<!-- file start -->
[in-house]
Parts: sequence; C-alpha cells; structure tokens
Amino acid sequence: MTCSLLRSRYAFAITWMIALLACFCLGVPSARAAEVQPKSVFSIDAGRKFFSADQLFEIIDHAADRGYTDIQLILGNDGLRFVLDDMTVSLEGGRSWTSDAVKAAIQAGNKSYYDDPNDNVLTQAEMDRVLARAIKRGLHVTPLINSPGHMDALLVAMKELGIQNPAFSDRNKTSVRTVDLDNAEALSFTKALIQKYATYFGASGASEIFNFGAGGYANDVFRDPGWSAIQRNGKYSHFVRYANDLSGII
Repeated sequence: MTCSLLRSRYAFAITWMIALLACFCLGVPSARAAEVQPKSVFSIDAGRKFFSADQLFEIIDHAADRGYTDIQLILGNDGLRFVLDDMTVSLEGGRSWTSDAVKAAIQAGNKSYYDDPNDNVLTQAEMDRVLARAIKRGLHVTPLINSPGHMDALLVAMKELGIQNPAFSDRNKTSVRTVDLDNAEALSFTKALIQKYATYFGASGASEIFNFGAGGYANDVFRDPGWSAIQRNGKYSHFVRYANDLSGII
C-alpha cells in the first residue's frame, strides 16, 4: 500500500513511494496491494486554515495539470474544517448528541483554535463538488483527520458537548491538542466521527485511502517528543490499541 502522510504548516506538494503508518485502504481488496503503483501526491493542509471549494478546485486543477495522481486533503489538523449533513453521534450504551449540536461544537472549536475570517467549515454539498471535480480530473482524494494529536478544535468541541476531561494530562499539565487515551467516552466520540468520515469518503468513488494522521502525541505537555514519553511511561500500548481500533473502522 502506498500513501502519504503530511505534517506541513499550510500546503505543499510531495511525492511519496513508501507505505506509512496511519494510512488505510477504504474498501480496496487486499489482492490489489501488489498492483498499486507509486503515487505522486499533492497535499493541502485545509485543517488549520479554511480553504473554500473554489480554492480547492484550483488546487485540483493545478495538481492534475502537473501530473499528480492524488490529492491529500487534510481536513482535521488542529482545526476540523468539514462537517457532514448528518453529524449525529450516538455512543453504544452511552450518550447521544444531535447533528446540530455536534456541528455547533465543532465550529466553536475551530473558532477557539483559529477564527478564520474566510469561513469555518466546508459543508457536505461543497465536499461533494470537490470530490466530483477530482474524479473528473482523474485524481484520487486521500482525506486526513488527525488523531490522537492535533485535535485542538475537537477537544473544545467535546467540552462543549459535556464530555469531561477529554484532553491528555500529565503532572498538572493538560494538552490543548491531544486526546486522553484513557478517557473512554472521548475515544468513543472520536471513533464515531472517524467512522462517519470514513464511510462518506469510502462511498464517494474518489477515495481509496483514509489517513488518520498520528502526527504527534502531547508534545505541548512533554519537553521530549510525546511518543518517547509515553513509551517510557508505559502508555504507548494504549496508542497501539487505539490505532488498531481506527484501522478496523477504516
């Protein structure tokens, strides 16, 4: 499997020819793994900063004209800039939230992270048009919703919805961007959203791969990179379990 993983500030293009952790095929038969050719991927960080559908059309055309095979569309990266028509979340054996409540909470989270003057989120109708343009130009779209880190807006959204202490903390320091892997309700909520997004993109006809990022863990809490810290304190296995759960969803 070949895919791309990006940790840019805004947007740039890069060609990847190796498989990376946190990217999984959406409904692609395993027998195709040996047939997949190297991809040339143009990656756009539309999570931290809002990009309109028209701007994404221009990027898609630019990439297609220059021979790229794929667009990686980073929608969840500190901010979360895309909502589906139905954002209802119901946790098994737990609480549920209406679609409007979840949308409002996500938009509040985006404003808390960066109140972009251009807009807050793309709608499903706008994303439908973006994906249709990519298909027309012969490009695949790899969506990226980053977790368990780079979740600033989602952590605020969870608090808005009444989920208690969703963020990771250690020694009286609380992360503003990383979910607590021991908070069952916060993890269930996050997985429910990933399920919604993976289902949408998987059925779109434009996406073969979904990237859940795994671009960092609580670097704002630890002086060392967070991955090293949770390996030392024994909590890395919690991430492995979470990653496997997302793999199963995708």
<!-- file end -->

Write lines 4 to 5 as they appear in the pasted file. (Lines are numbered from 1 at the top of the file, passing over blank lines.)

Repeated sequence: MTCSLLRSRYAFAITWMIALLACFCLGVPSARAAEVQPKSVFSIDAGRKFFSADQLFEIIDHAADRGYTDIQLILGNDGLRFVLDDMTVSLEGGRSWTSDAVKAAIQAGNKSYYDDPNDNVLTQAEMDRVLARAIKRGLHVTPLINSPGHMDALLVAMKELGIQNPAFSDRNKTSVRTVDLDNAEALSFTKALIQKYATYFGASGASEIFNFGAGGYANDVFRDPGWSAIQRNGKYSHFVRYANDLSGII
C-alpha cells in the first residue's frame, strides 16, 4: 500500500513511494496491494486554515495539470474544517448528541483554535463538488483527520458537548491538542466521527485511502517528543490499541 502522510504548516506538494503508518485502504481488496503503483501526491493542509471549494478546485486543477495522481486533503489538523449533513453521534450504551449540536461544537472549536475570517467549515454539498471535480480530473482524494494529536478544535468541541476531561494530562499539565487515551467516552466520540468520515469518503468513488494522521502525541505537555514519553511511561500500548481500533473502522 502506498500513501502519504503530511505534517506541513499550510500546503505543499510531495511525492511519496513508501507505505506509512496511519494510512488505510477504504474498501480496496487486499489482492490489489501488489498492483498499486507509486503515487505522486499533492497535499493541502485545509485543517488549520479554511480553504473554500473554489480554492480547492484550483488546487485540483493545478495538481492534475502537473501530473499528480492524488490529492491529500487534510481536513482535521488542529482545526476540523468539514462537517457532514448528518453529524449525529450516538455512543453504544452511552450518550447521544444531535447533528446540530455536534456541528455547533465543532465550529466553536475551530473558532477557539483559529477564527478564520474566510469561513469555518466546508459543508457536505461543497465536499461533494470537490470530490466530483477530482474524479473528473482523474485524481484520487486521500482525506486526513488527525488523531490522537492535533485535535485542538475537537477537544473544545467535546467540552462543549459535556464530555469531561477529554484532553491528555500529565503532572498538572493538560494538552490543548491531544486526546486522553484513557478517557473512554472521548475515544468513543472520536471513533464515531472517524467512522462517519470514513464511510462518506469510502462511498464517494474518489477515495481509496483514509489517513488518520498520528502526527504527534502531547508534545505541548512533554519537553521530549510525546511518543518517547509515553513509551517510557508505559502508555504507548494504549496508542497501539487505539490505532488498531481506527484501522478496523477504516